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Home News Power Sector News Tritium added to drinking water in Kaiga - sabotage confirmed

Tritium added to drinking water in Kaiga - sabotage confirmed

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Kaiga Atomic Power StationThe Atomic Energy Commission (AEC) confirmed that radioactive tritium was deliberately put in a water cooler at the high-security Kaiga Nuclear Power Plant, in Karnataka, exposing about 50 workers to increased level of radiation. The water cooler is located outside the reactor area and was found contaminated by radioactivity on the night of November 24. Minister for science and technology Prithviraj Chavan confirmed that the Kaiga incident was an act of sabotage and added that the Centre will order a probe into what looks like an insider job.

“The Kaiga incident is an act by a disgruntled employee. He mixed a small unit of tritium (radioactive isotope of hydrogen, D20), in a water cooler. All those who drank water from the particular cooler showed a high level of radiation effects,” he told reporters. The heavy water, used as a coolant in the nuclear plant, is collected for lab tests before being released for use. It is suspected that some vials of heavy water were diverted to ``spike'' the water cooler instead of being released into specified areas. The heavy water was pushed into the cooler through an outflow pipe as the machine itself is sealed and authorities do not rule out the act of sabotage being carried out by a disgruntled nuclear scientist.

Though prima-facie it appeared to be the work of an employee who was trying to grab media attention, the government will initiate a high-level inquiry into the episode and probe the influence of “other elements” on employees. The minister also said he had spoken to Atomic Energy Commission chief Anil Kakodkar, who has also maintained that the contamination was an insider job.

“Somebody deliberately put the tritiated water vials into a drinking water cooler. Therefore, we are investigating who is behind the malevolent act,” Mr Kakodkar said.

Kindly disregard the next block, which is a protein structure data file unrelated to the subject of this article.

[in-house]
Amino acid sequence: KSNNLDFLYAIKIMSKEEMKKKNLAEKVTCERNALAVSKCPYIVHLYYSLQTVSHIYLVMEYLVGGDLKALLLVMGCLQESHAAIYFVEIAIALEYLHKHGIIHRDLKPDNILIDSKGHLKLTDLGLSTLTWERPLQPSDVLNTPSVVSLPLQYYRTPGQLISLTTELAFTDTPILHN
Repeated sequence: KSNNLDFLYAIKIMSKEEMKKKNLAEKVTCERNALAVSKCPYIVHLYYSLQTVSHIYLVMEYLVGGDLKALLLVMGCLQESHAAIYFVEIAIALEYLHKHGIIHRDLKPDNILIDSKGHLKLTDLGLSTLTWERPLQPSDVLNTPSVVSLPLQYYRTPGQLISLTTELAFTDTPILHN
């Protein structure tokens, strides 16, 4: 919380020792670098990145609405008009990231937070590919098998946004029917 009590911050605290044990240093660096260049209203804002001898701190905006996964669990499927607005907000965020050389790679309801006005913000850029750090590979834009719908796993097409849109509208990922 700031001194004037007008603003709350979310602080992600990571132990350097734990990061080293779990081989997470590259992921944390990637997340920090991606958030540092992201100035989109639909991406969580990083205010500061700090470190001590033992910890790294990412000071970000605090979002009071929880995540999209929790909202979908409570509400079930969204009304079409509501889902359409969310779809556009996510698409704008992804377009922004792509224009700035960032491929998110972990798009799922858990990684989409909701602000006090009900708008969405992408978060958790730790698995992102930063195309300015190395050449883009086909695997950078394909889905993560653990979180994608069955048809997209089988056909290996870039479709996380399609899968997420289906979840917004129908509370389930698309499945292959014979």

He said investigations were being carried out to ascertain who contaminated the water cooler with tritiated heavy water and probe from the radiation protection angle was also being done.

The Nuclear Power Corporation of India Ltd (NPCIL) has already ordered a probe into how a drinking water cooler in a highly restricted zone was contaminated with tritium.

“Preliminary enquiry does not reveal any violation of operating procedures or radioactivity releases or security breach. It is possibly an act of mischief,” NPCIL chairman and managing director S K Jain said in a statement. He expressed concern over the radioactive contamination of the water cooler located outside the reactor building.
Kaiga Nuclear Plant station director J P Gupta was quoted by a news agency as saying that around 50 employees were subjected to treatment on November 25 to quickly reduce tritium dosage in their bodies, after they drank water from the cooler.

However, he said tritium was not poisonous and its presence in the body would come down on its own. He said that the incident has been reported to the intelligence department. “A committee has been formed.” Nuclear scientists are in the committee.